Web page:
The intersectionality of being African-American, female, and a first-generation college student is what sparked my passion for inclusion and equity. Because I wanted to give back to the program that gave so much to me, I served as an Opportunity Scholars Program (OSP) mentor to freshman OSP students . I was also a Residential Counselor for another TRIO program called Upward Bound. Upward Bound is a pre-college program to encourage and motivate economically disadvantaged high school students to seek post-secondary school education. Coming from a low-income background and from the same exact neighborhood as many of the students I was overseeing, I could directly relate to the struggle they were facing and did my best to be an example that you can be bigger than your circumstances.
During my sophomore year, I was asked to be the Director of Diversity & Inclusion on the Student Body Vice-President’s staff in Student Government. In that role, I made it my mission to create programming to bring organizations together that wouldn’t usually have a reason to mingle. That was my first time being a part of an organization that wasn't predominantly African-American which was an adjustment for me, especially since my position directly dealt with multicultural outreach. I had the unique task of trying to make underrepresented populations on campus feel comfortable and welcomed when I wasn't sure I felt it for myself quite yet.
After a successful year in that role, I became Student Government’s first-ever Secretary of Inclusion & Equity and fostered collaboration with multiple campus entities. Through this role, I partnered with various campus departments to put on UofSC First Generation Student Celebration Day, speaking out about the ways mental health affects minority students during Stigma Free USC, and helping to plan UofSC’s first ever Diversity Week, entitled “All About USc”. During my term, Student Government partnered with the Office of Multicultural Student Affairs to host Chrismahanukwanzikah, an event to highlight winter holidays from all over the world and celebrate the traditions and customs of various cultures. I worked with a team of about 10-12 people and was able to utilize what I learned in Management 371-Principles of Management. Those skills included being able to effectively lead a team, working with different types of personalities, implenting benchmark assessments, and making effective communication a priority. A full report of what I and my team accomplished during our term is in my artifacts below.
My commitment to service led me to working with Innersole and The Original Six Foundation to host school tours to bring rural elementary and middle schools to the University of South Carolina that don’t usually get exposed to college. I was able to gather student volunteers to take students on tours to get a feel for what it’s like to be a Gamecock. I created “lesson plans”and taught a mini-class to each group to teach the steps they need to take to prepare for high school and college. This work was very personal to me and I jumped at the opportunity to expose the students to college life because the schools they came from were much like the ones I grew up in.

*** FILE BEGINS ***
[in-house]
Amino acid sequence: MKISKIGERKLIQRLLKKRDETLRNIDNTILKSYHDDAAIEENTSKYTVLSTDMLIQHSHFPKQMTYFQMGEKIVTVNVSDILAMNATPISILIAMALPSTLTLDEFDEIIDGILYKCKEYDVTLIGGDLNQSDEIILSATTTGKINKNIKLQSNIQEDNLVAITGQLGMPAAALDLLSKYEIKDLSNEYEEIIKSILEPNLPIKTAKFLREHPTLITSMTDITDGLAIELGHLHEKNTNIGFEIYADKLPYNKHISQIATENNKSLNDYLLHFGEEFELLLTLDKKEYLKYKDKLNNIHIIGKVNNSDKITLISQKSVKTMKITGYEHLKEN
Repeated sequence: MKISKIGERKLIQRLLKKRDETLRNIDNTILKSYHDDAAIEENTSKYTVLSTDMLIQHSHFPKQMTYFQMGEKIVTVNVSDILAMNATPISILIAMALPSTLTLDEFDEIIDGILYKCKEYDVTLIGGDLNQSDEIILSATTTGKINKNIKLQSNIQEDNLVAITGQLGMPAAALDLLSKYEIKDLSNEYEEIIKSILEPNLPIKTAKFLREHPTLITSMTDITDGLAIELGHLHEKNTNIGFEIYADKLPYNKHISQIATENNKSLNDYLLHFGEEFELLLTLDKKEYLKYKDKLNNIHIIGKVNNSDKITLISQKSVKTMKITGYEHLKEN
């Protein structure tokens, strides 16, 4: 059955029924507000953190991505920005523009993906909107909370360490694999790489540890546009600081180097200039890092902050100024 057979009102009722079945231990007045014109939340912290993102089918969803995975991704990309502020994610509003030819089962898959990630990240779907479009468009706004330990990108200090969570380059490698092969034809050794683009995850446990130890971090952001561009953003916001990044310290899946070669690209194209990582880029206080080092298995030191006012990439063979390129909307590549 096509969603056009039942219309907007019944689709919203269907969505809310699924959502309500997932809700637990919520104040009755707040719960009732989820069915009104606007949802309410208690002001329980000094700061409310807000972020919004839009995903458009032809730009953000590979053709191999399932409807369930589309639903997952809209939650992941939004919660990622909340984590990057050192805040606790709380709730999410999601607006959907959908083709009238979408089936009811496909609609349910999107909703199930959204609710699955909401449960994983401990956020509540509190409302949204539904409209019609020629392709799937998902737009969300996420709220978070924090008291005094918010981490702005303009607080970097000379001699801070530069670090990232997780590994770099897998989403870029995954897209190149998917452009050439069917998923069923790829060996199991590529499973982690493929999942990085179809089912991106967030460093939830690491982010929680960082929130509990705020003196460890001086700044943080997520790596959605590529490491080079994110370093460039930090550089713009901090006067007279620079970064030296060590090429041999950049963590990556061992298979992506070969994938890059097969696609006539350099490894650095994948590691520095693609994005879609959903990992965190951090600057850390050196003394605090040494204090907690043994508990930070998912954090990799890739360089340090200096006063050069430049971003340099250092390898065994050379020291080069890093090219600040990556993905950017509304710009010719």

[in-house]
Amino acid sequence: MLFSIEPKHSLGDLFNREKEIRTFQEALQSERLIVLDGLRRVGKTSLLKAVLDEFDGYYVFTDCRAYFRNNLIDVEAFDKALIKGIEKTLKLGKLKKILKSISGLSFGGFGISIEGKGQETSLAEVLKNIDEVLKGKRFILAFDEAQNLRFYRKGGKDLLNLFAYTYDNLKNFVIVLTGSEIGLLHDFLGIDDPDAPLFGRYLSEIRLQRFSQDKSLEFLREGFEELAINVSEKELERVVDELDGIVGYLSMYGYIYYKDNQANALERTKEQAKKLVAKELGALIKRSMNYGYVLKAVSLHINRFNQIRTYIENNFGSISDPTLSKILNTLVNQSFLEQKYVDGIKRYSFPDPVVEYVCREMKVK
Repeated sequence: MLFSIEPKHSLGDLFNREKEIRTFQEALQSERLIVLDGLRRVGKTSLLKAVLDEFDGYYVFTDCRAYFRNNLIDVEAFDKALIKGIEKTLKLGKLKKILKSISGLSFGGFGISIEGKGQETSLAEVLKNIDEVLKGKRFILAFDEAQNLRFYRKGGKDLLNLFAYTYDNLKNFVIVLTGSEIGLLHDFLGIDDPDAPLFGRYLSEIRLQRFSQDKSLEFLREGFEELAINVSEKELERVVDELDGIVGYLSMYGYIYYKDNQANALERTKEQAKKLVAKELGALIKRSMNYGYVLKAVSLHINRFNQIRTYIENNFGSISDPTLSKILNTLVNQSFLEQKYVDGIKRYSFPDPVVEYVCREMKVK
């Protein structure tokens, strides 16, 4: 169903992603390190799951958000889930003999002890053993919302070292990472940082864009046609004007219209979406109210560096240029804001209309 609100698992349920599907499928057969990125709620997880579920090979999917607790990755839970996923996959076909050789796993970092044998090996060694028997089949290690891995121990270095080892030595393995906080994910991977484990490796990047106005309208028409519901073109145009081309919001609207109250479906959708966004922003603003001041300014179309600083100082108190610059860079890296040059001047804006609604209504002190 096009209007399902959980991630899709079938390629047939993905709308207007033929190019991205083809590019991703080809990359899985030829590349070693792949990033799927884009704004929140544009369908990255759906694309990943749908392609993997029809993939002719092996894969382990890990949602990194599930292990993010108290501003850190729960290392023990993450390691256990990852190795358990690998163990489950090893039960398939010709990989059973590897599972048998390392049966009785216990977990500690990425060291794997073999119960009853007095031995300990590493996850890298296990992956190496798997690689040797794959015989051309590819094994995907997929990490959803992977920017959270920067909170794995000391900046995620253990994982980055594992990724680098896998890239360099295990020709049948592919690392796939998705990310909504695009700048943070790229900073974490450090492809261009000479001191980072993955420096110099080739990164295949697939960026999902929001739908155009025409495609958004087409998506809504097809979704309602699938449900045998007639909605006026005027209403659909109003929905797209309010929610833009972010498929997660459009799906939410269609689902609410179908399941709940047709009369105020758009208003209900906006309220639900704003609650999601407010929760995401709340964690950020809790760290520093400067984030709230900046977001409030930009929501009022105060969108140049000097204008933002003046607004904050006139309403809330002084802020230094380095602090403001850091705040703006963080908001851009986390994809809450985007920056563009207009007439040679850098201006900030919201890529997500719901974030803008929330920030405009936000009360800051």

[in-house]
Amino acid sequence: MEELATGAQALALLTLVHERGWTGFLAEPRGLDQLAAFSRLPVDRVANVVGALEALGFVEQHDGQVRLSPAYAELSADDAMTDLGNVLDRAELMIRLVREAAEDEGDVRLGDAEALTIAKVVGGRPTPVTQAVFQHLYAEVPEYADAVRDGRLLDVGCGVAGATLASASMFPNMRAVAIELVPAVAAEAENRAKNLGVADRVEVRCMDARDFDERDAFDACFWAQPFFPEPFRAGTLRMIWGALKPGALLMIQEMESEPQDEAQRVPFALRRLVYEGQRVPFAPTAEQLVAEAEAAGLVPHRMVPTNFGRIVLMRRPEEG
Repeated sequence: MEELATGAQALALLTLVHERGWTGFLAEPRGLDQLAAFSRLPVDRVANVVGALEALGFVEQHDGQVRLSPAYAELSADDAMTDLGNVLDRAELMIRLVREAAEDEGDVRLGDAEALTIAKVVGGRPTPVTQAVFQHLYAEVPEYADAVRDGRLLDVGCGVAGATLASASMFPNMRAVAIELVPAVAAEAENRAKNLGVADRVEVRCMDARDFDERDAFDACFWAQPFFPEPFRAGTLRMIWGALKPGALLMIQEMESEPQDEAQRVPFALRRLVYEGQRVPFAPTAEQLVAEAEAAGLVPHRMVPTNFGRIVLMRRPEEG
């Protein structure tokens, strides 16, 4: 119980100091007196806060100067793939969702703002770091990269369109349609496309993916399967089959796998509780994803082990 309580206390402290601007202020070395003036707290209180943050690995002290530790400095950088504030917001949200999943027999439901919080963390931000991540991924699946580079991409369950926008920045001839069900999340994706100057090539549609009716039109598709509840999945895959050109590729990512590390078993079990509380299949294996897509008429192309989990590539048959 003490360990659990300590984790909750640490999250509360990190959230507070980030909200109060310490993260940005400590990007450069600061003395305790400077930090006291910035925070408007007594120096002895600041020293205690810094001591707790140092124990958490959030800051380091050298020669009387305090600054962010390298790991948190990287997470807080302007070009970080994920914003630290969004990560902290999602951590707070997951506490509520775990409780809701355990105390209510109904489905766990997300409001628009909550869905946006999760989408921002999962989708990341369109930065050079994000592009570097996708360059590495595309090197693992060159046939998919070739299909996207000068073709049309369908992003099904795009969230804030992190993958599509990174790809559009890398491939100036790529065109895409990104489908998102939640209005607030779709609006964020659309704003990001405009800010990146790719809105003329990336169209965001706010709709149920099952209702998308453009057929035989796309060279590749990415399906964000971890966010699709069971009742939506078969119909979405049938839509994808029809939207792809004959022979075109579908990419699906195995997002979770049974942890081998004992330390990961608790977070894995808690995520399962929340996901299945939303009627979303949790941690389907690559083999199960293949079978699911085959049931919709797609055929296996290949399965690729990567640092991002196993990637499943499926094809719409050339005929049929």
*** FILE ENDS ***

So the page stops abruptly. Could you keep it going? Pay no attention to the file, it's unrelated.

In October 2018, I was the only undergraduate speaker at the inaugural TEDxUofSC and shared my experiences as a first-generation college student and a woman of color. I discussed overcoming stereotypes and supplied ways to combat them while explaining how to use adversity as a creative spark and highlighting the power of diversity and inclusion. The process of preparing for my TEDx talk, I was able to use the skills that I learned in the Opportunity Scholars Program section of Speech 140-Public Communication. Even though I've been speaking publicly since Kindergarten, in that class, I was able to refine my speech writing skills as well as learn tips to help me with the memorization that TEDx speaking requires. To bring the moment full circle, my Speech 140 professor Elyn Blackman ended up serving as my speech and preparation coach for TEDX. In my TEDx talk, I opened up about feeling out of place amongst my colleagues while in pursuit of justice and equity.
I've been blessed with the opportunity to build a platform to inspire more students that look like me and come from backgrounds like me to seek a seat at the table and make achievement a priority. Often times at a large campus like the University of South Carolina, it’s easy to feel like just a number and unimportant. However, I feel that the efforts I've made as a student leader directly and indirectly contribute to making this campus more inclusive and welcoming for all students, particularly for those like me.